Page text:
News of potential rejection from the SEC for language surrounding surveillance agreements have led to a flurry of amended refilings.
Several asset managers have resubmitted their applications for their spot Bitcoin exchange-traded funds (ETFs), including Fidelity, WisdomTree, VanEck, Invesco, and BlackRock. This choice was made in response to reports that the initial applications did not adhere to the SEC’s (Securities and Exchange Commission) requirements for the language in surveillance-sharing agreements by June 30, 2023.
The Wall Street Journal stated that the lack of clarity in the surveillance-sharing agreements between the asset managers and the exchanges that would list the ETF products was the main reason why the SEC was likely to reject the spot Bitcoin ETF applications. The exchanges at discussion here are either Nasdaq or Cboe Global Markets.
The applications’ omission to specify a specific spot Bitcoin exchange that would sign into a “surveillance-sharing agreement” (SSA) with Nasdaq and Cboe raised issues with the SEC. The SEC mandates an SSA in order to guarantee the integrity of the asset’s underlying market because it aids in the detection and prevention of manipulative trading practices and market fraud.
Fidelity, WisdomTree, VanEck, and Invesco, who had all just recently submitted spot Bitcoin ETF applications, re-filed updated files on June 30th in response to the SEC’s worries. The exchanges’ anticipated surveillance-sharing agreements with Coinbase, Inc. are stated directly in these latest papers.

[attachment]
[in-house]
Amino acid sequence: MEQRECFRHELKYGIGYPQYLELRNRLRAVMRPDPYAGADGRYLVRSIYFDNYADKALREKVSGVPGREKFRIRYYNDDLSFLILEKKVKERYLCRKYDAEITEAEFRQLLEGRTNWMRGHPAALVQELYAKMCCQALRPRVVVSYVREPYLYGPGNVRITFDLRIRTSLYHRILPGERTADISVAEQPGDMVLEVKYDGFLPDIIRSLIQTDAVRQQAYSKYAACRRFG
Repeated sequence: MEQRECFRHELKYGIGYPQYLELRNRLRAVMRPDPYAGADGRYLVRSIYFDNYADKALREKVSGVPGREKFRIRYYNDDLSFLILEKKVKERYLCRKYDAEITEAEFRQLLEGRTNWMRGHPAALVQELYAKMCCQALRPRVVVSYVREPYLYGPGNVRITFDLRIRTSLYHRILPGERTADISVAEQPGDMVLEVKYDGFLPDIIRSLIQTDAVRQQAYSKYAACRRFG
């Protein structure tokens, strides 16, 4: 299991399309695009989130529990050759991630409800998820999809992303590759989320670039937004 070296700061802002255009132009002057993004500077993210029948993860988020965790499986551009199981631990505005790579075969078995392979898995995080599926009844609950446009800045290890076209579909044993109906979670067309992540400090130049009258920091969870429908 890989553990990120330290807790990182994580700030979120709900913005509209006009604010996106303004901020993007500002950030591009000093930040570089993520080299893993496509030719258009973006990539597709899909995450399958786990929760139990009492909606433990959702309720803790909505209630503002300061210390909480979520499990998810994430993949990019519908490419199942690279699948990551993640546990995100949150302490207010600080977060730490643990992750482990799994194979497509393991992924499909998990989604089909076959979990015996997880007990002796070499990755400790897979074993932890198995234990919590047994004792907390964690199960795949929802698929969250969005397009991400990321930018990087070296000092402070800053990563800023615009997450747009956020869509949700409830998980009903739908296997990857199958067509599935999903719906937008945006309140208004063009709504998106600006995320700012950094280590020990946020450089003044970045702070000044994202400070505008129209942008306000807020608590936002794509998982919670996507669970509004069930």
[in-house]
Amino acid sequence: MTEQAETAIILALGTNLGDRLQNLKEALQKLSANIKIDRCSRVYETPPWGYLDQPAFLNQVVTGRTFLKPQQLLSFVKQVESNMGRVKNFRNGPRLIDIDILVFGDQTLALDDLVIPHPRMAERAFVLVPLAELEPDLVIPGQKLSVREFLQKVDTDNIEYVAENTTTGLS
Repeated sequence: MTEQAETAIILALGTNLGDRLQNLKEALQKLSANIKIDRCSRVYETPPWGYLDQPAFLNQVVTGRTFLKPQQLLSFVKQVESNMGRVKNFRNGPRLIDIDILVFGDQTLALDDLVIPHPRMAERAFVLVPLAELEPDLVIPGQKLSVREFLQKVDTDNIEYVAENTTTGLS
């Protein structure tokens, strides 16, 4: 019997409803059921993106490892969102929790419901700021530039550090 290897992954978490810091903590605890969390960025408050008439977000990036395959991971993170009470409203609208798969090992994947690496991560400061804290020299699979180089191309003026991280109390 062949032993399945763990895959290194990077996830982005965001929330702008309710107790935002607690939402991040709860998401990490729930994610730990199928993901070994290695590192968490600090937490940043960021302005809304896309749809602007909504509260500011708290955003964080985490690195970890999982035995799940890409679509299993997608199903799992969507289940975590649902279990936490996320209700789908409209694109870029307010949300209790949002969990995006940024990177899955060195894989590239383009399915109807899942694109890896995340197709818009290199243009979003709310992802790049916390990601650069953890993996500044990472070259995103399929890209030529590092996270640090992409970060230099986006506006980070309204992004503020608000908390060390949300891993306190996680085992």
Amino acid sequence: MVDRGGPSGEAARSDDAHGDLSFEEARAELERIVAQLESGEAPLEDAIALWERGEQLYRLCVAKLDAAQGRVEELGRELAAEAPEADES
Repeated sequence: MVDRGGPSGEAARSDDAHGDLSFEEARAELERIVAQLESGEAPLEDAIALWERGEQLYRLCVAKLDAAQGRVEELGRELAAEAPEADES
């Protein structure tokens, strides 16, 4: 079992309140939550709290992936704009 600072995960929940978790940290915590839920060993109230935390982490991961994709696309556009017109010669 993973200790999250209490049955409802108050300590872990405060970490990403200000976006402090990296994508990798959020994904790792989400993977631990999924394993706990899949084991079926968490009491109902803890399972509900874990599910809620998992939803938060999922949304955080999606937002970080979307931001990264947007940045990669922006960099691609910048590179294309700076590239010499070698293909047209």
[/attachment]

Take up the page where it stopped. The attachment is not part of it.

BlackRock filed for a spot Bitcoin ETF as well, but used Nasdaq rather than Cboe. However, since BlackRock’s prior file from June 15th is still posted as pending on Nasdaq’s website, it is unclear whether the company has revised or resubmitted it.
The SEC has not yet publicly commented on the pending ETF applications or officially rejected them as of the time of publishing. The material was obtained via unnamed individuals, according to the Wall Street Journal story.
Applications for spot Bitcoin ETFs have received a lot of interest since they would give investors access to Bitcoin through a regulated and publicly traded investment instrument, which would encourage more traditional financial institutions to adopt cryptocurrencies.
The asset managers’ revised applications, which ask for permission to provide investors with spot Bitcoin ETFs, show that they are making an effort to allay the SEC’s worries about surveillance-sharing arrangements. However, the future of these ETFs is still up in the air until the SEC offers official comment and clearance.